Kenneth William Likens
|HOME OF RECORD
Mount Clemens, MI
|NEXT OF KIN
Father, Mr. William Likens
|DATE OF BIRTH
October 30, 1923
at Sandwich, Ontario
December 14, 1942
at Detroit, MI
|DATE OF LOSS
November 22, 1943
|CAMPAIGN / AREA
Tarawa / Betio
Killed In Action
CIRCUMSTANCES OF LOSS
Likens was later buried in a mass grave designated “Row D” of the East Division Cemetery. This grave was rediscovered in March, 2019, and Likens’ remains were among the first exhumed for identification.
PFC Likens was officially accounted for on 31 May 2019.
|LAST KNOWN RANK
Private First Class
|STATUS OF REMAINS
Great Lakes National Cemetery
Kenneth William Likens was born in Sandwich, Ontario on the thirtieth of October 1923. He was the first child of William and Gladys Pipe Likens, a recently married couple making their home in Windsor. A second son, John, arrived in 1925, followed by Marjorie in 1927. William, a machinist by trade, secured a job working for Chrysler, and in May of 1932 the family of five moved across the river to Detroit, Michigan.
Shortly after settling in the United States, John Likens – known affectionately as Jack – complained of troubled breathing. In July, he underwent an operation for empyema, but his condition gradually worsened. On January 25, 1933, just three days after his eighth birthday, Jack Likens died of acute enterocolitis, exacerbated by months of suffering from his lung ailment. The tragedy left a pall over the Likens home at 2243 Lillibridge Street, and a few years later they relocated to nearby Mount Clemens.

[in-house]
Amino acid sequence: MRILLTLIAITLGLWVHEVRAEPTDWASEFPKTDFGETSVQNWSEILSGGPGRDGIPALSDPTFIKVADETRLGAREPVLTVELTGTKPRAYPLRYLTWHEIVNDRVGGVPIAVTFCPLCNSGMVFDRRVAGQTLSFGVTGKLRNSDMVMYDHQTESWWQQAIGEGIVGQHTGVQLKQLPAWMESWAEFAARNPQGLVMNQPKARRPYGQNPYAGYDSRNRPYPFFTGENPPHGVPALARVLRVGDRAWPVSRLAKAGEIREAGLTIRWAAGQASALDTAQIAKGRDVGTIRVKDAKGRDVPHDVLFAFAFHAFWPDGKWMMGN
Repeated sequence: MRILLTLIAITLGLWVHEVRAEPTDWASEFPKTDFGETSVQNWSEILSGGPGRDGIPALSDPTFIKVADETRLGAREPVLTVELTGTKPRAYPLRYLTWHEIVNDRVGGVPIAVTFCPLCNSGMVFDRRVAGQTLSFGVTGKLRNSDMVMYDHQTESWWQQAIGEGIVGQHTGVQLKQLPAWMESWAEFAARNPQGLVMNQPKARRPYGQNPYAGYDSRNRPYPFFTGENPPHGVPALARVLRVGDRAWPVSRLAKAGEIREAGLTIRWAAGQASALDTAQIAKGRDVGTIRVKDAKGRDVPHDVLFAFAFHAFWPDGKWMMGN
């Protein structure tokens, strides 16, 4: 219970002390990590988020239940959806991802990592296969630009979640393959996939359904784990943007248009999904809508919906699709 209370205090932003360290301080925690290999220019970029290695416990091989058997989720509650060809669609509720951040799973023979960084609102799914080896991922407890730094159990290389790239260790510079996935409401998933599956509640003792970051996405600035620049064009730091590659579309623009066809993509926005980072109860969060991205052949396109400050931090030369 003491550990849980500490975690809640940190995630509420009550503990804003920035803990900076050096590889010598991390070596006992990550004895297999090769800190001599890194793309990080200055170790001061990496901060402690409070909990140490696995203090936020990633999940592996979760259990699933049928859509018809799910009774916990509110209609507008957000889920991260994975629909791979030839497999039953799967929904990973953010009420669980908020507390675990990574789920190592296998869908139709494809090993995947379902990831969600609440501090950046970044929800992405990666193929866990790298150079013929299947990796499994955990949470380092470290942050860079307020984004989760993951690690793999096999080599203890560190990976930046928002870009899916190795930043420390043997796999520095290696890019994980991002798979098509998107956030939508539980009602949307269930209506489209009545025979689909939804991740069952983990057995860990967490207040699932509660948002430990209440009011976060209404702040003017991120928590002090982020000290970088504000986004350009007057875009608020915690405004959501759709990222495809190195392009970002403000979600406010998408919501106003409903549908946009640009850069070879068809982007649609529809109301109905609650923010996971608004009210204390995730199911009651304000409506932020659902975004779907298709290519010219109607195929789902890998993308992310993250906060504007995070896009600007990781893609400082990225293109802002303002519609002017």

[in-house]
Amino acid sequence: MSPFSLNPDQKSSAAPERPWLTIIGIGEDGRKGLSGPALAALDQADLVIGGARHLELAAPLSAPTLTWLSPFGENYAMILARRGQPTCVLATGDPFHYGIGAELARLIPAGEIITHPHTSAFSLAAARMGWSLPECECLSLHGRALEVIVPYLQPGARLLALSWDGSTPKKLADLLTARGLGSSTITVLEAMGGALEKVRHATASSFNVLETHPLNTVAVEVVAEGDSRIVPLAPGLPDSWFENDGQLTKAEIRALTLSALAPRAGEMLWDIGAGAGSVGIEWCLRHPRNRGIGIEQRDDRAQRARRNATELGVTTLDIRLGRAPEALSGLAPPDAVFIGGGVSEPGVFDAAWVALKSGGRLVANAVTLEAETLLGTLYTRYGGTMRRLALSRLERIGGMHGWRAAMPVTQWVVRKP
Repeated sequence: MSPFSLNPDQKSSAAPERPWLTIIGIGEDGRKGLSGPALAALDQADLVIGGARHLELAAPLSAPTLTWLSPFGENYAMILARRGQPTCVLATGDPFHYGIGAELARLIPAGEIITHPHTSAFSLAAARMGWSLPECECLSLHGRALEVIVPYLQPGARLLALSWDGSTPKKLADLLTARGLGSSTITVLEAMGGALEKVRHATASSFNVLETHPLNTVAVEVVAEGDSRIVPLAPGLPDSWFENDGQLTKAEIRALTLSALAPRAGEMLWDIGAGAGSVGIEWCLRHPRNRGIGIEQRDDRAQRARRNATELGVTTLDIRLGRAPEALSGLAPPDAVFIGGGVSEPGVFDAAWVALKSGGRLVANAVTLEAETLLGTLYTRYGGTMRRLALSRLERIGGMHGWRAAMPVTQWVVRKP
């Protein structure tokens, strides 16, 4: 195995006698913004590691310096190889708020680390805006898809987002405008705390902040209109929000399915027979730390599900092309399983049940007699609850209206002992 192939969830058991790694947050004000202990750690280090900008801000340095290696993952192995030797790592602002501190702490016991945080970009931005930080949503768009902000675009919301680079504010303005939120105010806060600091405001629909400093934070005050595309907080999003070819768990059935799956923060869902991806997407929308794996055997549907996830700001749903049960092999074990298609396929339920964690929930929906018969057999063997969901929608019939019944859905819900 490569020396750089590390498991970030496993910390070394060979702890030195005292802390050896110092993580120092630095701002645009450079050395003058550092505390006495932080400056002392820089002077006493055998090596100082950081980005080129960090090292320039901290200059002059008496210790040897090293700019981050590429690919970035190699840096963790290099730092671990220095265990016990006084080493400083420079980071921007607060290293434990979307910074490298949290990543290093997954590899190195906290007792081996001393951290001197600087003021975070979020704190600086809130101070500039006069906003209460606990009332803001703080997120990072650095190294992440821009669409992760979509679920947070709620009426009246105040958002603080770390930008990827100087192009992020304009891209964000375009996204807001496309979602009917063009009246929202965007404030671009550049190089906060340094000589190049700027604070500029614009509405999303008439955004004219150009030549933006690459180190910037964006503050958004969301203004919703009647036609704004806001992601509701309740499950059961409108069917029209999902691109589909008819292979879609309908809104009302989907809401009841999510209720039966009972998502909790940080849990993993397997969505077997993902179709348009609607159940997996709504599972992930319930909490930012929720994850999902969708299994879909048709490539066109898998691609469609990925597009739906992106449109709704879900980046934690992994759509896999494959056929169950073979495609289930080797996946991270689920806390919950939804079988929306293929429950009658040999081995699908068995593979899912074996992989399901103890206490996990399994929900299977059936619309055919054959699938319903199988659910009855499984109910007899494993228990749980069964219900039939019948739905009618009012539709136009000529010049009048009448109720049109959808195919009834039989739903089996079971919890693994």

Kenneth might have grown up with his father’s stories of life in the Canadian Expeditionary Force. A veteran of the 123rd Pioneer Battalion, Royal Grenadiers, William had served as a sapper on the Western Front; his stories, if he chose to talk of his experiences, would have conjured up images of Arras, Vimy, and Passchendaele. As war clouds gathered again in Europe, and his native land was drawn into conflict with Germany, Kenneth might have considered joining the Royal Canadian Air Force. He had just turned eighteen when Pearl Harbor was attacked, and the following summer registered for Selective Service.
Ultimately, his registration would not be necessary. Kenneth volunteered for the Marine Corps Reserve on 14 December 1942 and was ordered to active duty on 11 January 1943. Following his boot training at MCRD San Diego, and advanced infantry school at Camp Elliott, California, Private Likens was assigned to the 13th Replacement Battalion, and sailed from the United States in the early summer of 1943. On the tenth of July, he arrived in New Zealand and reported for duty with Company B, 6th Marines.
For the next three months, Kenneth Likens trained hard with his new comrades of the 6th Marines. He learned fieldcraft from Guadalcanal veterans, practiced and perfected the use of firearms, and learned to stand up to any man, Marine or sailor, American or Kiwi, who dared make a crack about the “pogey bait Sixth.” October brought an increase in the intensity of amphibious training and culminated in the entire battalion boarding the USS Feland for landing exercises at Hawkes Bay. Then, one day, they sailed off over the horizon, leaving New Zealand behind for good.
After three weeks at sea, the Feland arrived at its destination: an expanse of ocean designated as the transport marshaling area for Operation GALVANIC. The objective – a tiny island codenamed HELEN – was hard to see, but the plumes of black smoke rising from its burning surface were impossible to miss. It was 20 November 1943, and the landing on Tarawa was clearly not going according to plan. For all of the Navy’s claims, the defenders had not been obliterated, and in fact seemed quite determined to defend the speck of land, barely large enough to support the airstrip that made it militarily important. Many in the 6th Marines were annoyed to find themselves, once again, latecomers to a fight.